Sunday, August 31, 2008

Relying on Heaven

Jonathan Rosenblum has a column about Charedi poverty in Israel (link). I have no way of knowing whether his description is accurate or whether he is overstating the problem, although I suspect the former. While one conclusion from the article is that we have to give more money to food banks like Yad Eliezer, I also wonder why so many people are not taking responsibility for their own situations.

All adults, and soon-to-be adults, need to have a plan for how to provide for their families (see these articles by R. Yaakov Horowitz: I, II). You can't just start a family, and keep growing that family, without any plan whatsoever on how to feed and clothe them. Relying on God stepping in without having any idea on what you will do yourself is not a plan. Granted, not all plans work out and we need to support those people through charity. Poverty will never be totally eradicated. But we are dealing here with a large group of people who do not train or otherwise plan to earn a living, and are therefore overwhelmed with the responsibility of providing for their large families.

When R. Shlomo Goren was the Chief Rabbi of the IDF, he once invited R. Aharon Kotler to address soldiers and R. Kotler said the following explanation of the Mishnah in Sotah (as quoted by R. Eliezer Melamed in Revivim: Am, Eretz, Tzava, p. 36). I don't know whether R. Kotler arrived at this explanation on his own but there is a story told about R. Itzeleh Volozhiner with the same explanation (Peh Kadosh Ha-Shalem, pp. 347-348).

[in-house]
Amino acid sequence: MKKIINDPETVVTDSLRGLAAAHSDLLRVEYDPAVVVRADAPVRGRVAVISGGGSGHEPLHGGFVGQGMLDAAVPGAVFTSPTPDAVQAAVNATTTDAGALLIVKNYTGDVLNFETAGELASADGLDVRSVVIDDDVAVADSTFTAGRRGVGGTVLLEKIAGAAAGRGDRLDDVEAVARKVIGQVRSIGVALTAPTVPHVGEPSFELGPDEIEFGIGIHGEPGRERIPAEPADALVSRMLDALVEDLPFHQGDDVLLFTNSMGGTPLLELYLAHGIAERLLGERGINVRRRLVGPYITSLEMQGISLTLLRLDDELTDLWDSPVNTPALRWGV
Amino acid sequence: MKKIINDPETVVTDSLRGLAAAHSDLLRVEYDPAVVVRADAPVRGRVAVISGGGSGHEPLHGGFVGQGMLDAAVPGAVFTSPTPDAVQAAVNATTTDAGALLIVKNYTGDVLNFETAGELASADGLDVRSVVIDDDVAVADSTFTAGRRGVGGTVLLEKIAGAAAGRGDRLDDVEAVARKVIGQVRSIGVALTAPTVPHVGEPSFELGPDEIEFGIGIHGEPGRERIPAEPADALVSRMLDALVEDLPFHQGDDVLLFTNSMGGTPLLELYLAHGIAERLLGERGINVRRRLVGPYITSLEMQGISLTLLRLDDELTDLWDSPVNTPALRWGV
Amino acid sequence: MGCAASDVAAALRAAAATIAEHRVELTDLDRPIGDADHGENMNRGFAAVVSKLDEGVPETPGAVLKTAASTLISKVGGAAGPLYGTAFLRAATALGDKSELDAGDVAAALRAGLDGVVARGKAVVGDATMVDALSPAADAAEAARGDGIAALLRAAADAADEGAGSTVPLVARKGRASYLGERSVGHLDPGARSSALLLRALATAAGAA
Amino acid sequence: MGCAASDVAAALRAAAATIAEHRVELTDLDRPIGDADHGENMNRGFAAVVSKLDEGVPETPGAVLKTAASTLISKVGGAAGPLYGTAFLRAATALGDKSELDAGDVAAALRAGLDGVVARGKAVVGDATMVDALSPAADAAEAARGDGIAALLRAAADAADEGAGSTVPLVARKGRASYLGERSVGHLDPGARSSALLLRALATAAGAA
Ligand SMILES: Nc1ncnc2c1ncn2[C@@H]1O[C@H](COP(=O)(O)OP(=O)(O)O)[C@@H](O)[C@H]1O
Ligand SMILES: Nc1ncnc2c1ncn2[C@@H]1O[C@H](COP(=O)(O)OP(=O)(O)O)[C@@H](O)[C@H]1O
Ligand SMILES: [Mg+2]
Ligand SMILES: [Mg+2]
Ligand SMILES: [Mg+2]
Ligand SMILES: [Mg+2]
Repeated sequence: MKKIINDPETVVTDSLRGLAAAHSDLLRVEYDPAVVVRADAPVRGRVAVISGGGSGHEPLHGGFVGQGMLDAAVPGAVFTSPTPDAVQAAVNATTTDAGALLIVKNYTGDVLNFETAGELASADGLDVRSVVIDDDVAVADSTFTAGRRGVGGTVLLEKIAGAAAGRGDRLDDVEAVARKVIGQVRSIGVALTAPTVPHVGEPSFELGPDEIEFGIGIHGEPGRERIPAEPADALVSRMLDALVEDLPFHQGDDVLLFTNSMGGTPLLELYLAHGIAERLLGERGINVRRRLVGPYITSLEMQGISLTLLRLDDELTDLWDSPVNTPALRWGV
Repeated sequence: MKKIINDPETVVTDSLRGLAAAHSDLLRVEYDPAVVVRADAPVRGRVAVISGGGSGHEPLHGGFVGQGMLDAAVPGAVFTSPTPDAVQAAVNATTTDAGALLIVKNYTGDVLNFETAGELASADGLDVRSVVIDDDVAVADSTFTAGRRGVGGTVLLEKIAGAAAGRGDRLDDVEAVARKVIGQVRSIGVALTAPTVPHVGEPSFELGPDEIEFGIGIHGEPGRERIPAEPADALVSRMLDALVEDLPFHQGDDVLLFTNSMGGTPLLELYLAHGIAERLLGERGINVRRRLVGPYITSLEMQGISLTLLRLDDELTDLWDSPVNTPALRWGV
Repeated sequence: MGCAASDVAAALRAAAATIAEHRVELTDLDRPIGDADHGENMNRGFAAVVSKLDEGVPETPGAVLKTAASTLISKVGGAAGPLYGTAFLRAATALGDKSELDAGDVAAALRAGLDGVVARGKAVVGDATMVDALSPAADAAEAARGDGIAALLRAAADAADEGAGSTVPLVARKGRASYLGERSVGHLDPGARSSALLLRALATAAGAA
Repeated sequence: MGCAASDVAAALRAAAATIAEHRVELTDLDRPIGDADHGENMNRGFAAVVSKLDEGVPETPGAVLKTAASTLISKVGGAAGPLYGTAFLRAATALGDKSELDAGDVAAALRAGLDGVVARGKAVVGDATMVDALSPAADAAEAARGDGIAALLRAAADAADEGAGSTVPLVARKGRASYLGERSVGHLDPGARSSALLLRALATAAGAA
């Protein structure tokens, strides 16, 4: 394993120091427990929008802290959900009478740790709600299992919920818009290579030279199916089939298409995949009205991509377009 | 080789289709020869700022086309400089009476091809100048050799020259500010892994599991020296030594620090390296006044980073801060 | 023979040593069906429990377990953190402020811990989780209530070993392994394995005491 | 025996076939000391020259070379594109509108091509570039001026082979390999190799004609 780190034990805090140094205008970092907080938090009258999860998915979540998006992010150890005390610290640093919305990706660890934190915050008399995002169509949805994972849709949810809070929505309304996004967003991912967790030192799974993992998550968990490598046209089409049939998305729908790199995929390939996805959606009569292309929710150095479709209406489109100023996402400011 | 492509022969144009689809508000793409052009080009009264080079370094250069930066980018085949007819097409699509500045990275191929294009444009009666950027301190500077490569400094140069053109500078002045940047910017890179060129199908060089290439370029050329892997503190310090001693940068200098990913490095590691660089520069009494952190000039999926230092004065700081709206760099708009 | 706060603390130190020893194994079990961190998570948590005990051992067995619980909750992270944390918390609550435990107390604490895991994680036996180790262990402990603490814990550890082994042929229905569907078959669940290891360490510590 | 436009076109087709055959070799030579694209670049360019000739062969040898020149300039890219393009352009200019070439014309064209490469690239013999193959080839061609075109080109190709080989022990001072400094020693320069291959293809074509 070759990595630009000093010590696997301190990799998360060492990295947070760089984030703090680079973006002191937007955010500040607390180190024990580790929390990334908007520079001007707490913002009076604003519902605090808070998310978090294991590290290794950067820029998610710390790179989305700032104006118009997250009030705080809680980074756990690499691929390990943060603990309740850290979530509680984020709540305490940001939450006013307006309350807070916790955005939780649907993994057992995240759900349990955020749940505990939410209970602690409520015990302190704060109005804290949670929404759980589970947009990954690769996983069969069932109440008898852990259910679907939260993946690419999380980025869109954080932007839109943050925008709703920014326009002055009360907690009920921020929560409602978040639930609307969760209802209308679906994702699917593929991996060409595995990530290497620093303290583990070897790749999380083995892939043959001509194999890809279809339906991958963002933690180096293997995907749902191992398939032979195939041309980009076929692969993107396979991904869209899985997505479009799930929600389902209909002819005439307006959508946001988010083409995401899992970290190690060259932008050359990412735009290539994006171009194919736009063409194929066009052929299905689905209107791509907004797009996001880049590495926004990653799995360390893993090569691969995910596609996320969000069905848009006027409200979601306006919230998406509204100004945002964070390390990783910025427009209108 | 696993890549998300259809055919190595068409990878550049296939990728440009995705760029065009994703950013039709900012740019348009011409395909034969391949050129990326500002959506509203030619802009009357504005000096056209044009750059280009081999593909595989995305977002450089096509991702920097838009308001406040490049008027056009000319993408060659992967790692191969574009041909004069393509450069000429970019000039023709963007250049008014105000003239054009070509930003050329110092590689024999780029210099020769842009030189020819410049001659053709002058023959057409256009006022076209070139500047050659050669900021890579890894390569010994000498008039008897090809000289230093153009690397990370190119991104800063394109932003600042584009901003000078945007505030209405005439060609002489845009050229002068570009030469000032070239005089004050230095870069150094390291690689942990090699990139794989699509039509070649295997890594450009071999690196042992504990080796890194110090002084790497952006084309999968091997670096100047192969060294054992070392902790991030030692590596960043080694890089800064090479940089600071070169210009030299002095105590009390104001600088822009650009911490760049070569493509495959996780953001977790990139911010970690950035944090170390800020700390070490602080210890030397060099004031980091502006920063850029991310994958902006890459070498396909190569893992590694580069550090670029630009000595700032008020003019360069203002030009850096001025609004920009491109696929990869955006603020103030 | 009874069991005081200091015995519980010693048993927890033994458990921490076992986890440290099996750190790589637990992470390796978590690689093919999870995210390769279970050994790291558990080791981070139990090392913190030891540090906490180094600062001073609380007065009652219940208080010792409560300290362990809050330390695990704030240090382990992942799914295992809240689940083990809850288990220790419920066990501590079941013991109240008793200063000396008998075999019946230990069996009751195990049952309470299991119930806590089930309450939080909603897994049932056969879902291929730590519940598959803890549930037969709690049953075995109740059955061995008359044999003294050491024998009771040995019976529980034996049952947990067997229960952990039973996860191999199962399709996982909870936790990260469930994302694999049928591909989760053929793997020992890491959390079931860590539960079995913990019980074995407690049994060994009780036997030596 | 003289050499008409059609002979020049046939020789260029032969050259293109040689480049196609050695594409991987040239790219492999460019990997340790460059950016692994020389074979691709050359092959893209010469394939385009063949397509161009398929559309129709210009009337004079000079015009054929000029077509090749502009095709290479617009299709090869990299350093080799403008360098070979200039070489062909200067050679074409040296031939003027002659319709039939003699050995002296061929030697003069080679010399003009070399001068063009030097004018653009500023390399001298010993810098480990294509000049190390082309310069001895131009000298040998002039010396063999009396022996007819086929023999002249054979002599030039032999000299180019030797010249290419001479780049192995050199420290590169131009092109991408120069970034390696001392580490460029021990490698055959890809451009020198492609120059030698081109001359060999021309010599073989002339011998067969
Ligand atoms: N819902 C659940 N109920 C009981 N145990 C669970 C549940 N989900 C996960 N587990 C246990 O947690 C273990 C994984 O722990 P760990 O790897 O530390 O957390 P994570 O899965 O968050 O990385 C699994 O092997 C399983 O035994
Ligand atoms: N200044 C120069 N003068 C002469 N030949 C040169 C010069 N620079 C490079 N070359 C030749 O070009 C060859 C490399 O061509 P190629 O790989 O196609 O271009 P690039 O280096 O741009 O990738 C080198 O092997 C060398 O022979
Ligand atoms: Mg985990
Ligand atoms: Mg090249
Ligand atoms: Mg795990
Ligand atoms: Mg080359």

Click here to read moreIn 1843, there was a gathering of leading Russian rabbis in the capital, St. Petersburg. When the rabbis were discussing a particularly perplexing political problem, one of the rabbis said that there was no way that they could solve the dilemma and all they could do was rely on our Father in heaven (as is repeated three times in the last Mishnah in Sotah).

R. Itzeleh Volozhiner replied that he finally understood the meaning of that Mishnah. It has multiple lists of bad things that happened to the Jews after the destruction of the Temple (e.g. people who did good deeds were lowered, and the forceful people and talebearers overpowered others) and each list concludes "We have no one on whom to rely except our Father in heaven." It's not clear what that final phrase has to do with the list of curses that befell us. R. Itzeleh explained that failing to act and relying solely on God is itself a curse. We are all obligated to try our best and let God's blessing rest on our actions. Failing to try, to plan, to attempt, is a symptom of the lack of direction and guidance that we have nowadays.

This was also R. Kotler's message to the Israeli soldiers, telling them that their efforts to defend the Jews in Israel is an avoidance of the curse of relying solely on God.

The Mishnah at the end of Kiddushin (82a) quotes a number of Tannaim discussing the pros and cons of various professions a man can teach his son. However, R. Nehorai dissents and says that he will only teach his son Torah and not a profession. R. Moshe Feinstein (Iggeros Moshe, Orach Chaim 2:111) suggests that the halakhah follows R. Nehorai. He makes the point, though, that this is only about training a child for a future profession and that even R. Nehorai would agree that an adult must work. The problem that we are witnessing today is that adults, and 18 year olds are certainly adults, are not following even the view of R. Nehorai and obtaining professional training so that they will be able to support their families.

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